In the section of Scripture that deals with the parable of the “Good Samaritan” there are a number of people involved. First, you have the lawyer Jesus is confronted by concerning his eternal destiny. This man’s questions and concerns about gaining eternal life and knowing who his neighbor was is what prompted Jesus to share the parable to begin with.
In the story itself there is the man who fell among the robbers. He was lying along the road and was severely battered, beaten, and in no shape to help himself. Then, we have the priest, a fellow Jew, one serving the Lord in the temple, who came upon the man and walked by not wanting to get involved. Next, is the Levite, a worker in God’s temple, who also scoots by the hurt and helpless victim, maybe not wanting to take the chance of being defiled. Finally, there comes a “Good Samaritan”, a man looked down upon by the Jewish believers, who stops to assist the poor, injured man. He gives the man immediate help and then sees to it the man has a place to stay and additional necessary care. This all happens with the Samaritan having no regard for the nationality or religious position of the person he was helping. And there was no concern for what it would cost to provide for the victim’s well-being.
So, the question I have for each of you is this: Which person do you see yourself being in the story? Are you the lawyer, trying to justify your righteousness? Are you the Priest or the Levite, devout men of God and servants of the Lord, that seem to have little compassion for the helpless and hurting? Or are you the “Good Samaritan”, the one having compassion, love, and care for those in need of help and healing?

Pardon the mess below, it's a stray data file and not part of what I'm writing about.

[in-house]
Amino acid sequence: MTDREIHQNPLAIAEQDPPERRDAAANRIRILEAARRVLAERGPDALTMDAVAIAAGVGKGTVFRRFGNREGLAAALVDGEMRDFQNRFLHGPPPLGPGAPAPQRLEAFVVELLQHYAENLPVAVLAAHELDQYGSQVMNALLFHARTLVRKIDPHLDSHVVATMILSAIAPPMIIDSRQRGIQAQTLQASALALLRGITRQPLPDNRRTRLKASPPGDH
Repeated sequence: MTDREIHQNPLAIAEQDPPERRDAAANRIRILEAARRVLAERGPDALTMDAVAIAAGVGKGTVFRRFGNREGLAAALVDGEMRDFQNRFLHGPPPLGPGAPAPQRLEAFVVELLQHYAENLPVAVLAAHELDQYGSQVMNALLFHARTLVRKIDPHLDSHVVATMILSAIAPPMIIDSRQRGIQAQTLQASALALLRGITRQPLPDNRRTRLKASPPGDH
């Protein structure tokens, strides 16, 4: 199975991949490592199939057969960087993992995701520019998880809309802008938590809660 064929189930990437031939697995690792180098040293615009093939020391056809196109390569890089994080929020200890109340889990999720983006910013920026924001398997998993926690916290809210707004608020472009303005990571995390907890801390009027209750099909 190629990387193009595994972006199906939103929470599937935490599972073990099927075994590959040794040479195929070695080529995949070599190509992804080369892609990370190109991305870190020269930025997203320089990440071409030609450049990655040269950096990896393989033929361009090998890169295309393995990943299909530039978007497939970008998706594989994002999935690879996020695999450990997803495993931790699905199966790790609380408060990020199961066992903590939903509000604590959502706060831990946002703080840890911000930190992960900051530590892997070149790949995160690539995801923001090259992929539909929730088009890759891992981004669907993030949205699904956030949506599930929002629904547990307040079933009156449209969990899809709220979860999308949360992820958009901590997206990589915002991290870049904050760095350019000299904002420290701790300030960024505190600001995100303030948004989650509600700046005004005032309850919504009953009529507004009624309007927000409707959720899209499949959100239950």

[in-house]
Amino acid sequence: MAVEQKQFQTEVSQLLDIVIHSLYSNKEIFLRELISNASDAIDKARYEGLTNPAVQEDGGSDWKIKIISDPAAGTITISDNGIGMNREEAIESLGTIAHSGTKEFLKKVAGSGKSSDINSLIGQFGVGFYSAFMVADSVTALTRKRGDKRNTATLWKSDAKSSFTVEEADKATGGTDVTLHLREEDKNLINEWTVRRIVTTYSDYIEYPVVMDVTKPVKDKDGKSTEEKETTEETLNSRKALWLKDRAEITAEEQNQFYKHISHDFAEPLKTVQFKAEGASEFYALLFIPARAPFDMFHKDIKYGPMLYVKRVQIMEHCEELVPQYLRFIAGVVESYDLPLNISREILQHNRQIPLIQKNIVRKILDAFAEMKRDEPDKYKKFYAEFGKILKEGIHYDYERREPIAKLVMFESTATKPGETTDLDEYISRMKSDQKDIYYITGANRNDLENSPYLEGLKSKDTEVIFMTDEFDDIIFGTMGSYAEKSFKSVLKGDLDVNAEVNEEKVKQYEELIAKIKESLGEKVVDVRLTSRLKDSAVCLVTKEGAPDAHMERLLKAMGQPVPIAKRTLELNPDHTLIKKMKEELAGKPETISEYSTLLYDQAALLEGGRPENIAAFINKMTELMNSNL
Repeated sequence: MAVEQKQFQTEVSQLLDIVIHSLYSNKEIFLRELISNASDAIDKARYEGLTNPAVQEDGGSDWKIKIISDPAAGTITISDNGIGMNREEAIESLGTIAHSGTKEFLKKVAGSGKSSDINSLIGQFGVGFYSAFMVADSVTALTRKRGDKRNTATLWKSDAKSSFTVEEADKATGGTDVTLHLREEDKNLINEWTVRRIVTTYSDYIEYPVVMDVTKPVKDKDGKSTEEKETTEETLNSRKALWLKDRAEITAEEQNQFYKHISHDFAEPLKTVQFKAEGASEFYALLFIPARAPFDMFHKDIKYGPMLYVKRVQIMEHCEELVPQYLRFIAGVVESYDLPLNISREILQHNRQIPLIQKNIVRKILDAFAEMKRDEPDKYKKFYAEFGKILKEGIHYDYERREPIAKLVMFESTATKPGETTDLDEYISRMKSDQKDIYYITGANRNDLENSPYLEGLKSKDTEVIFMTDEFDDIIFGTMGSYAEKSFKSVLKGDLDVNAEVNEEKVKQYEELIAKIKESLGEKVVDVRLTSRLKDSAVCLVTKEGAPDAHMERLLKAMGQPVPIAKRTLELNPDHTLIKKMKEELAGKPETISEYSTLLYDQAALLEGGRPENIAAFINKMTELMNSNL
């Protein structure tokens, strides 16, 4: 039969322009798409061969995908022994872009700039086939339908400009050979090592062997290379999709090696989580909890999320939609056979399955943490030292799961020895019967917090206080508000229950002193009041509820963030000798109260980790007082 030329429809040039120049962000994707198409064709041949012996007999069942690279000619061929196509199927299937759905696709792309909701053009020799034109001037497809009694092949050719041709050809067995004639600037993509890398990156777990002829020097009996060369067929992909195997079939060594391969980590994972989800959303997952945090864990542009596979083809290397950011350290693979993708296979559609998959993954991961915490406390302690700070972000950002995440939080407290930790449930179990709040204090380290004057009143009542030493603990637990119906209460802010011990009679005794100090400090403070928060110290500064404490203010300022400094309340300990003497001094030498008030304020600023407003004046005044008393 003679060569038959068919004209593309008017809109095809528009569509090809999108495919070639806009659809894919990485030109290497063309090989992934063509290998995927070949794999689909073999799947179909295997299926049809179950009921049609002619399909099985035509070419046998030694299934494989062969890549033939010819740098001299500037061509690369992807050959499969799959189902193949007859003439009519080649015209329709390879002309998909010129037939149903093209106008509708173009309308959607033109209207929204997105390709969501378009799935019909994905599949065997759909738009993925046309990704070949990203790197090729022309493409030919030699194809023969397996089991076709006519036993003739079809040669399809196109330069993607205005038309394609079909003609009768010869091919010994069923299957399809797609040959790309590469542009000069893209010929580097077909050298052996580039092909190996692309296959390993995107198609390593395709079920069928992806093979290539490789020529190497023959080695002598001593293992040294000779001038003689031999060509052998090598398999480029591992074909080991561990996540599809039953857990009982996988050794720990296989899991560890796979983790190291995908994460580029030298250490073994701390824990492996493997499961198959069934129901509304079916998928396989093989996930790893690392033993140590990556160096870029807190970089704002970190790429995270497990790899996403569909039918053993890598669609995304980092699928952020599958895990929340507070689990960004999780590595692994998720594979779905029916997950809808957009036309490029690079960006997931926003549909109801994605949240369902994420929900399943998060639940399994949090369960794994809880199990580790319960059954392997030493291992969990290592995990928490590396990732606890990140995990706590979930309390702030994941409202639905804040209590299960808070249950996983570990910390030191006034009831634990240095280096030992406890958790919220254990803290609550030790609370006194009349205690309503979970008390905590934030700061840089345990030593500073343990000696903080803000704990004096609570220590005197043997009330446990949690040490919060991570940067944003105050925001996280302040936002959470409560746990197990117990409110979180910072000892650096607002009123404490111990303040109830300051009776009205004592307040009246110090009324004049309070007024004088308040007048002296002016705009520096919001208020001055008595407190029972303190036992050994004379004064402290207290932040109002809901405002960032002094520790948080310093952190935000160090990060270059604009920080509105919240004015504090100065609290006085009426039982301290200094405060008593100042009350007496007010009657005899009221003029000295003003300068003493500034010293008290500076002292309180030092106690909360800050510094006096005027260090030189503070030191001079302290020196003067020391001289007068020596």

In reality, what Jesus was ultimately trying to convey is that He is the “Good Samaritan”, and we are the man lying in the roadway. We were beaten, bruised, and battered by sin, death, and the devil, and were in bad shape with no hope for help. Jesus came into our world and by sacrificing His life for us, rescued us from an outcome which would certainly end in eternal death for each of us. He wrapped up our wounds created by sin, and He set our feet upon a solid rock (Himself), where we would be safe and could enjoy the blessings of hope and spiritual healing.
Jesus is the “Great Physician of both body and soul. He is our rescuer and our everlasting King, Lord, and friend. He will never walk by us and leave us for dead for His desire is that we have life abundantly both now and forevermore. Thank you, Jesus, for stopping to help us when there was no one else who could help us in our tragic situation! Pastor McCarty